I got introduced to his art around 1978 when I was a student working in Ottawa for The Native Perspective Magazine. It immediately captivated me, and over the years I even went to a few of Morrisseau’s exhibitions, but I really didn’t know much about his art or him. Jump ahead nearly thirty years; when the NGC asked me to write something I initially thought I would write a relatively short piece. Something neat and concise that worked for the catalogue. I never thought it would turn into a book length manuscript of about three hundred pages, but once I met him and talked to people who knew him, started reading various things about him, I found I couldn’t stop researching and writing; I guess you could say the project started to consume me. I suppose I knew instinctively it was going to be much bigger than what I had anticipated.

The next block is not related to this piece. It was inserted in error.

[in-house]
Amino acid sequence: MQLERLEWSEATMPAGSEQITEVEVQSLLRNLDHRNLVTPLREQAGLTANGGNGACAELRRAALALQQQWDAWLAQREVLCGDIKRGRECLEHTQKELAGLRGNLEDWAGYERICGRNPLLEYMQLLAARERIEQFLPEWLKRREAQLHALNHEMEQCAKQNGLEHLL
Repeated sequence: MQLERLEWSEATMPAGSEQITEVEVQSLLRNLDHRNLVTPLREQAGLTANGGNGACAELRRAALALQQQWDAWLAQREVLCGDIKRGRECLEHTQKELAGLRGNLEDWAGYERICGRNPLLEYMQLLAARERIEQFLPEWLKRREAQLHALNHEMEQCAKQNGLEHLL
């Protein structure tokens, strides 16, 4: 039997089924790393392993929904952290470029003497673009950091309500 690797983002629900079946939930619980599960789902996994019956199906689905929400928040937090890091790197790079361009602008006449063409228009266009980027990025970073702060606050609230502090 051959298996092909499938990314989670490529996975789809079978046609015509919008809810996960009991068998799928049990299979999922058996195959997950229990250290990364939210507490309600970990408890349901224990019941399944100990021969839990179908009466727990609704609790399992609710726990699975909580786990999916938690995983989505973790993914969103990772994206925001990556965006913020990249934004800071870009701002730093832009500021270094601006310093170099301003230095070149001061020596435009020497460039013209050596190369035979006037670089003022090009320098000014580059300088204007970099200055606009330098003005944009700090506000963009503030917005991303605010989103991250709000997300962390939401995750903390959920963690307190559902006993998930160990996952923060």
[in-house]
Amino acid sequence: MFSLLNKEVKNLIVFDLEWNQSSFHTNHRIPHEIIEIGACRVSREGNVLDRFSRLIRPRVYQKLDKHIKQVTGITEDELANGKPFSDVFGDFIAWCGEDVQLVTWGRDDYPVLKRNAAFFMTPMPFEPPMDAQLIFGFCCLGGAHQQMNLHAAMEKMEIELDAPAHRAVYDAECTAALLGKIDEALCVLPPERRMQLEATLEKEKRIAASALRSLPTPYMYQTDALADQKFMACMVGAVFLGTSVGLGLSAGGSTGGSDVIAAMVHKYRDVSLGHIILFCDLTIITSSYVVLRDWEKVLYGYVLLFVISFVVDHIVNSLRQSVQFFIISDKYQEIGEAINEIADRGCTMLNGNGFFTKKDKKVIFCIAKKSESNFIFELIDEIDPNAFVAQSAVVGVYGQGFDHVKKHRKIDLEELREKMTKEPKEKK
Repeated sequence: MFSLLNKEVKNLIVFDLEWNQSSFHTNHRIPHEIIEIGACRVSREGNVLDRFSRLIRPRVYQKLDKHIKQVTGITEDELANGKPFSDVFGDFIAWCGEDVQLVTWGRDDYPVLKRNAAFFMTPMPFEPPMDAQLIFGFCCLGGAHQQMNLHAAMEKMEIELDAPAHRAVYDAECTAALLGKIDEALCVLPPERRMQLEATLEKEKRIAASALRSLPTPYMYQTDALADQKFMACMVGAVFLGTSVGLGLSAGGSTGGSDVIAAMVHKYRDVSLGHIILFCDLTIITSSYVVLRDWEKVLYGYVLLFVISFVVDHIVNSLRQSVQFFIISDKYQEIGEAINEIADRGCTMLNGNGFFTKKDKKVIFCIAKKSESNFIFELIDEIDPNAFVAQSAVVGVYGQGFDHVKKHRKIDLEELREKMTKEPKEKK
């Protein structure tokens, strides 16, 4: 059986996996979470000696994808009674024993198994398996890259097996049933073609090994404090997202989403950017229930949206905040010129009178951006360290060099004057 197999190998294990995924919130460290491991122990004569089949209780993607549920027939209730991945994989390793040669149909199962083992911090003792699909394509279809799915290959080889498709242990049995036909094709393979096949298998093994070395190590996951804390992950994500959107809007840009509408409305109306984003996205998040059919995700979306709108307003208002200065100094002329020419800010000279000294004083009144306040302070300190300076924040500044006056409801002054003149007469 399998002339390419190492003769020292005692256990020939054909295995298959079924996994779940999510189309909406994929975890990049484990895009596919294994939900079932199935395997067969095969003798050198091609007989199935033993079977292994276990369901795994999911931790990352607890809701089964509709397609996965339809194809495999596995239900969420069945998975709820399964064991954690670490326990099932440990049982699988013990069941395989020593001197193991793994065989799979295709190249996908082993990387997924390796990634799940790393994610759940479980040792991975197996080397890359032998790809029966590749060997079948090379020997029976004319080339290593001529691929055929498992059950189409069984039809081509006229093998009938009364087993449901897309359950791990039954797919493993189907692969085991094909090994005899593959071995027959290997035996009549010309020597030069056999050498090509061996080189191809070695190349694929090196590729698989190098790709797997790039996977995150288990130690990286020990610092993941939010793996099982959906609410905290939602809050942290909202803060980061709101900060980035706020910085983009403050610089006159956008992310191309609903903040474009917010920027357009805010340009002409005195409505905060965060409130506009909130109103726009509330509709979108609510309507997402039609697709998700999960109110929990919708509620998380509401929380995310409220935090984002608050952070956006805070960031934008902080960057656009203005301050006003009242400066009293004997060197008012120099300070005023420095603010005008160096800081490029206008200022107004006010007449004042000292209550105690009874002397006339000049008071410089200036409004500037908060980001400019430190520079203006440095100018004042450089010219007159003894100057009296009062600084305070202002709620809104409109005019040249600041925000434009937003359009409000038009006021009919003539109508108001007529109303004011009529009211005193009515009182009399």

Can you explain if you had any reservations writing about Morrisseau? Why did you feel compelled to explore the life of a fellow Ojibway artist?